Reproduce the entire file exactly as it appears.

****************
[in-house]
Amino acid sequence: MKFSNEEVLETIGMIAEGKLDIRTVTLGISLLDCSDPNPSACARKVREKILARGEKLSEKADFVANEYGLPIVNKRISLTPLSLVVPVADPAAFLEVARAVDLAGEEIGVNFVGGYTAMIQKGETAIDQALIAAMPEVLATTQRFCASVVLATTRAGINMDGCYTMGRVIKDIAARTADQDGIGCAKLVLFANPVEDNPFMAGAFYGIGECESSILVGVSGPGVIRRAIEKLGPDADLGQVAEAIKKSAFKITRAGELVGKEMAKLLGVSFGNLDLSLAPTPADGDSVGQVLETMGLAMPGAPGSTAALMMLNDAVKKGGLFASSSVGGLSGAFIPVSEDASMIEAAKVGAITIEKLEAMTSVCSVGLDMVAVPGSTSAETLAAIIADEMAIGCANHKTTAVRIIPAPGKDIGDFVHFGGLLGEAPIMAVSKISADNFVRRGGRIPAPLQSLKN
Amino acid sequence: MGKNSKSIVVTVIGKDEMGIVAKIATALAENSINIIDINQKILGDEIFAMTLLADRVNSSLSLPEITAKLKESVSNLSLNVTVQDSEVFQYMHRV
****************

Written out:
[in-house]
Amino acid sequence: MKFSNEEVLETIGMIAEGKLDIRTVTLGISLLDCSDPNPSACARKVREKILARGEKLSEKADFVANEYGLPIVNKRISLTPLSLVVPVADPAAFLEVARAVDLAGEEIGVNFVGGYTAMIQKGETAIDQALIAAMPEVLATTQRFCASVVLATTRAGINMDGCYTMGRVIKDIAARTADQDGIGCAKLVLFANPVEDNPFMAGAFYGIGECESSILVGVSGPGVIRRAIEKLGPDADLGQVAEAIKKSAFKITRAGELVGKEMAKLLGVSFGNLDLSLAPTPADGDSVGQVLETMGLAMPGAPGSTAALMMLNDAVKKGGLFASSSVGGLSGAFIPVSEDASMIEAAKVGAITIEKLEAMTSVCSVGLDMVAVPGSTSAETLAAIIADEMAIGCANHKTTAVRIIPAPGKDIGDFVHFGGLLGEAPIMAVSKISADNFVRRGGRIPAPLQSLKN
Amino acid sequence: MGKNSKSIVVTVIGKDEMGIVAKIATALAENSINIIDINQKILGDEIFAMTLLADRVNSSLSLPEITAKLKESVSNLSLNVTVQDSEVFQYMHRV